Three million people over 65 want to downsize but can't, says new report

Three million people over 65 want to downsize but can't, says new report

More than three million older people want to move to a smaller home but aren’t able to, which is having a negative impact on their personal health and is blocking the market for young families and first-time buyers.

Polling of over 2,000 people in July, contained within a new report by Homes for Later Living, reveals that 25% of people aged 65 or over would like to downsize but are put off due to a range of factors. These include the lack of choice over suitable properties as well as the stress and cost of moving.

With 12.3 million people over 65 across England, the findings suggest that around 3.1 million people feel they have no choice but to ‘stay put’ rather than downsize.

The report sets out how building more specialist retirement housing would help people looking to downsize to be happier and healthier. At the height of the Coronavirus pandemic, the scale of infection in homes for later living properties was significantly lower than in the over 65 population generally.

But more specialist retirement housing would also help those further down the chain on to the housing ladder, with the analysis showing that 2 in every 3 retirement properties built releases a home suitable for a first-time buyer.

Ahead of the Autumn Budget, the report therefore calls on ministers to set a goal of building 30,000 retirement homes a year - approximately 10% of the annual house-building target. It also calls on the Government to double down on the recent stamp duty cut and make this permanent for older people who are downsizing into specialist retirement housing.

The research, authored by Chris Walker, a former Treasury economist, reveals:

  • If, over time, all of those people 65 or over who want to move were able to do so, it would free up nearly 2 million spare bedrooms, predominantly in 3-bedroom homes with gardens, ideally suited for young families with children.
  • The chain impact would be a major positive for first time buyers, with analysis suggesting that roughly two in every three retirement properties built releases a home suitable for a first-time buyer. A typical retirement living development which consists of 40 apartments therefore results in at least 27 first time buyer properties being released onto the market.
  • Overall, every retirement living property sold generates two moves further down the housing chain, and in certain circumstances this may be more. If 30,000 retirement living properties were built per year (10% of the Government’s overall housing target) this would mean at least 60,000 or more additional house moves are facilitated each year.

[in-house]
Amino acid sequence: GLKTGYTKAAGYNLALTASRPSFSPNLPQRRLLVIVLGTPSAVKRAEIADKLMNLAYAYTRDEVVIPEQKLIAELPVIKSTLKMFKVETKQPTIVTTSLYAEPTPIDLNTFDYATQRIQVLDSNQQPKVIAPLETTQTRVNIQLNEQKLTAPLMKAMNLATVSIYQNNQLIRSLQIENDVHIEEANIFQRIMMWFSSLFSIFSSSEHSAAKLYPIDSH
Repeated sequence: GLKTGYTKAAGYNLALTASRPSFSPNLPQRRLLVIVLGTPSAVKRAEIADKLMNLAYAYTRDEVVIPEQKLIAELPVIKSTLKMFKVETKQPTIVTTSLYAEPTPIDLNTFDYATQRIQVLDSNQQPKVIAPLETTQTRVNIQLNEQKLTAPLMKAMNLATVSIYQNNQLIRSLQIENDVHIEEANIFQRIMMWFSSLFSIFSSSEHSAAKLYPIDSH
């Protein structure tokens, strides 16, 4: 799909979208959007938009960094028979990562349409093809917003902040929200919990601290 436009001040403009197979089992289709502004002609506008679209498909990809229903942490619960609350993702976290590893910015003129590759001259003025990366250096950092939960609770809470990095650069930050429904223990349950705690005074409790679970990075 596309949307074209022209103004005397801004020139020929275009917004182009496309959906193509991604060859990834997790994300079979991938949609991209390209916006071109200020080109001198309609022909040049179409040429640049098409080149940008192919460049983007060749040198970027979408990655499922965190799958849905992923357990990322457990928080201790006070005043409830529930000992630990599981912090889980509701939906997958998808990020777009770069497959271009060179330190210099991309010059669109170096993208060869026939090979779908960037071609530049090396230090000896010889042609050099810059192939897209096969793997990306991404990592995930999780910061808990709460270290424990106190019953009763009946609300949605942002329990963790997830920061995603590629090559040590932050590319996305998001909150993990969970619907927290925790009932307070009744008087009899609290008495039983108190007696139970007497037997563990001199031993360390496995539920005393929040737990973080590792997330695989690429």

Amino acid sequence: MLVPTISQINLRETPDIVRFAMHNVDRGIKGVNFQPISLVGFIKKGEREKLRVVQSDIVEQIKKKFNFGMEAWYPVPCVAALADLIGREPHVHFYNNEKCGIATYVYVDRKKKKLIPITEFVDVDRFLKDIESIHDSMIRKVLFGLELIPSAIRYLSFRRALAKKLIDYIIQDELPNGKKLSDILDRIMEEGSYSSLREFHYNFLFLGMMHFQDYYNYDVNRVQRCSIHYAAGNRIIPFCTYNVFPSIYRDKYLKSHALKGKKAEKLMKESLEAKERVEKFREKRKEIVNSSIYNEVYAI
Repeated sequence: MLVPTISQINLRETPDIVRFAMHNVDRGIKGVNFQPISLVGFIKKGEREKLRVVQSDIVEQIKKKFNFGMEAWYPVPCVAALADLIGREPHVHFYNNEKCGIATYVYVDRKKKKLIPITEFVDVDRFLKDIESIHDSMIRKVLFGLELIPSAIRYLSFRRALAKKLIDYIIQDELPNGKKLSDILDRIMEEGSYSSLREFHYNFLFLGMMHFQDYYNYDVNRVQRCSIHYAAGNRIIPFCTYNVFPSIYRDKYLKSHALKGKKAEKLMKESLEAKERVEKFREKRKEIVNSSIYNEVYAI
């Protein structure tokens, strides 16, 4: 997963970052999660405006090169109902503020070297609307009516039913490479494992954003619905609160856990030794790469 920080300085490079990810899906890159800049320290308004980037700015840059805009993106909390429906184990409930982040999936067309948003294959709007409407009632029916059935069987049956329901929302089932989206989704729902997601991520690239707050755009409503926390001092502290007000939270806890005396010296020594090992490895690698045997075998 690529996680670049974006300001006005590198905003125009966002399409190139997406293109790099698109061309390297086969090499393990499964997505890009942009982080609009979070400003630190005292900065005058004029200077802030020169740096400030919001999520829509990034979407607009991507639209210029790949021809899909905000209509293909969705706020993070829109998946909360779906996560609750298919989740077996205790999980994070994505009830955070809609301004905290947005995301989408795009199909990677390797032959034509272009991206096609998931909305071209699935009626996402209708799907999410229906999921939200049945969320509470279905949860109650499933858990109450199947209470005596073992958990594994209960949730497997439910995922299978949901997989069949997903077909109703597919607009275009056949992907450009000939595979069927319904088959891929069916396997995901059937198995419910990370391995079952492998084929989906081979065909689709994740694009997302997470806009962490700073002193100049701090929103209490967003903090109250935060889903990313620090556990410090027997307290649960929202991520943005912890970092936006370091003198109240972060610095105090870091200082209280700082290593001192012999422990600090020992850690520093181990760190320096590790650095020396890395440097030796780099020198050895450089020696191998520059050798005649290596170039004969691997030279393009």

• If 30,000 new retirement properties were built every year to meet demand, this would generate savings to the NHS and social care services of as much as £2.1bn a year, as fewer people would end up being hospitalised or needing expensive care from preventable injuries such as falls.
  • Based on previous research by Homes for Later Living, an average 80-year-old living in a retirement property can feel as good as someone 10 years younger.

Former First Secretary Damian Green MP said:

Cutting stamp duty is not the only policy that can work across the generational divide to drive housing market transactions. To get results here, the Chancellor and the Secretary of State should also consider measures to encourage the building of more private retirement housing. This approach could help older and younger buyers, with the research in this report showing that building more specialist retirement housing can stimulate both ends of the market.

 John Slaughter, chair of Homes for Later Living said: “Politicians have, to date, prioritised building more new homes for first time buyers, which is of course important. But they are paying insufficient attention to the fact that we have an ageing population, many of whom want to move, and helping them do so would in turn bring major benefits for first time buyers, creating a positive ripple effect across the whole housing market.

“Our analysis shows that incentivising the building of 30,000 new retirement properties every year over the next decade could have a significant impact not just on providing more choice for older people looking to downsize but on freeing up three-bedroomed family sized homes as well as providing almost 20,000 first time buyer properties each year.”

According to the Office for National Statistics, over the next decade we can expect homes owned and occupied by people over 65 to account for 90 per cent of all owner-occupied household growth, rising from 3.9 to 5 million households. 


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